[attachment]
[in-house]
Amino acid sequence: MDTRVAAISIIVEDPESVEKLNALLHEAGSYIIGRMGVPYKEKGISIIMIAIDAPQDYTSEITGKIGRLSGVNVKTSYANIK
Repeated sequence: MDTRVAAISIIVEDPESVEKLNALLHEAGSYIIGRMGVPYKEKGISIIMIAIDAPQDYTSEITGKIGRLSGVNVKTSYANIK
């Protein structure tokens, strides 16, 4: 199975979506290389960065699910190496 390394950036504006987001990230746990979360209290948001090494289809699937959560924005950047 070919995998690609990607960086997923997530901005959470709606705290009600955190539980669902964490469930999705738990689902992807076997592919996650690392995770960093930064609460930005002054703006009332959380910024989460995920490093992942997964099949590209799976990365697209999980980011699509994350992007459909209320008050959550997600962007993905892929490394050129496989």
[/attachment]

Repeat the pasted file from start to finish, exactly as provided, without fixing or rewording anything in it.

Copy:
[in-house]
Amino acid sequence: MDTRVAAISIIVEDPESVEKLNALLHEAGSYIIGRMGVPYKEKGISIIMIAIDAPQDYTSEITGKIGRLSGVNVKTSYANIK
Repeated sequence: MDTRVAAISIIVEDPESVEKLNALLHEAGSYIIGRMGVPYKEKGISIIMIAIDAPQDYTSEITGKIGRLSGVNVKTSYANIK
């Protein structure tokens, strides 16, 4: 199975979506290389960065699910190496 390394950036504006987001990230746990979360209290948001090494289809699937959560924005950047 070919995998690609990607960086997923997530901005959470709606705290009600955190539980669902964490469930999705738990689902992807076997592919996650690392995770960093930064609460930005002054703006009332959380910024989460995920490093992942997964099949590209799976990365697209999980980011699509994350992007459909209320008050959550997600962007993905892929490394050129496989």